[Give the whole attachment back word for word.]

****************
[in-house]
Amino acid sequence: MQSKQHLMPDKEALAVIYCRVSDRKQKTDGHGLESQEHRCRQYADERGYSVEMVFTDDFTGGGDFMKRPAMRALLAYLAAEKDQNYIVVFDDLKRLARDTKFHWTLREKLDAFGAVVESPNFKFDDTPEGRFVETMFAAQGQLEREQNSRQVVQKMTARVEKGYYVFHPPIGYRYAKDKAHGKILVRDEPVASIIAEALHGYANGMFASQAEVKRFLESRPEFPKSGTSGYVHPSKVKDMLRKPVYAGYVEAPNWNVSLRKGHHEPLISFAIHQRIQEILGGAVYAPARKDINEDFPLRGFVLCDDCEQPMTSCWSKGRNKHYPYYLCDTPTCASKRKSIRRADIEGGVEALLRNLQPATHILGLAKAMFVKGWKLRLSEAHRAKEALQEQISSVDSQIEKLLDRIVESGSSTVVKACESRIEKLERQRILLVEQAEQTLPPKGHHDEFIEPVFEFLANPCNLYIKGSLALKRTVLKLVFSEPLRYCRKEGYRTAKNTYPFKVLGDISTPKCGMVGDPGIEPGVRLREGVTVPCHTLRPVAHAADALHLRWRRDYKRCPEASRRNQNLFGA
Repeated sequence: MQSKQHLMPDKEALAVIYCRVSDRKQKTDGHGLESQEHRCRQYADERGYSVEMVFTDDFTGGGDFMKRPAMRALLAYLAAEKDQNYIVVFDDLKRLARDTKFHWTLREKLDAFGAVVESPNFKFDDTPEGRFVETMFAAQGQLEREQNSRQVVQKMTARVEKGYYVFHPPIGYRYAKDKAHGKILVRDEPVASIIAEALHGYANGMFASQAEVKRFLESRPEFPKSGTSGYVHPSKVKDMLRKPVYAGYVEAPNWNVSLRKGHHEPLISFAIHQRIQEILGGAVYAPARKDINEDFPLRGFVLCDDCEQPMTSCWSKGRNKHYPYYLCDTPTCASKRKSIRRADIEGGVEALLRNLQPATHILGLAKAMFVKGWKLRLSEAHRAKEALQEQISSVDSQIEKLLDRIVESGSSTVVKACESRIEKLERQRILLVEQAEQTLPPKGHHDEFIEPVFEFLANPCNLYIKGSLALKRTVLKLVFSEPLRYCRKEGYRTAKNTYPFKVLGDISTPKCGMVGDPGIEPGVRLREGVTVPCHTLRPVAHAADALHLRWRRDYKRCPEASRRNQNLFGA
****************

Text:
[in-house]
Amino acid sequence: MQSKQHLMPDKEALAVIYCRVSDRKQKTDGHGLESQEHRCRQYADERGYSVEMVFTDDFTGGGDFMKRPAMRALLAYLAAEKDQNYIVVFDDLKRLARDTKFHWTLREKLDAFGAVVESPNFKFDDTPEGRFVETMFAAQGQLEREQNSRQVVQKMTARVEKGYYVFHPPIGYRYAKDKAHGKILVRDEPVASIIAEALHGYANGMFASQAEVKRFLESRPEFPKSGTSGYVHPSKVKDMLRKPVYAGYVEAPNWNVSLRKGHHEPLISFAIHQRIQEILGGAVYAPARKDINEDFPLRGFVLCDDCEQPMTSCWSKGRNKHYPYYLCDTPTCASKRKSIRRADIEGGVEALLRNLQPATHILGLAKAMFVKGWKLRLSEAHRAKEALQEQISSVDSQIEKLLDRIVESGSSTVVKACESRIEKLERQRILLVEQAEQTLPPKGHHDEFIEPVFEFLANPCNLYIKGSLALKRTVLKLVFSEPLRYCRKEGYRTAKNTYPFKVLGDISTPKCGMVGDPGIEPGVRLREGVTVPCHTLRPVAHAADALHLRWRRDYKRCPEASRRNQNLFGA
Repeated sequence: MQSKQHLMPDKEALAVIYCRVSDRKQKTDGHGLESQEHRCRQYADERGYSVEMVFTDDFTGGGDFMKRPAMRALLAYLAAEKDQNYIVVFDDLKRLARDTKFHWTLREKLDAFGAVVESPNFKFDDTPEGRFVETMFAAQGQLEREQNSRQVVQKMTARVEKGYYVFHPPIGYRYAKDKAHGKILVRDEPVASIIAEALHGYANGMFASQAEVKRFLESRPEFPKSGTSGYVHPSKVKDMLRKPVYAGYVEAPNWNVSLRKGHHEPLISFAIHQRIQEILGGAVYAPARKDINEDFPLRGFVLCDDCEQPMTSCWSKGRNKHYPYYLCDTPTCASKRKSIRRADIEGGVEALLRNLQPATHILGLAKAMFVKGWKLRLSEAHRAKEALQEQISSVDSQIEKLLDRIVESGSSTVVKACESRIEKLERQRILLVEQAEQTLPPKGHHDEFIEPVFEFLANPCNLYIKGSLALKRTVLKLVFSEPLRYCRKEGYRTAKNTYPFKVLGDISTPKCGMVGDPGIEPGVRLREGVTVPCHTLRPVAHAADALHLRWRRDYKRCPEASRRNQNLFGA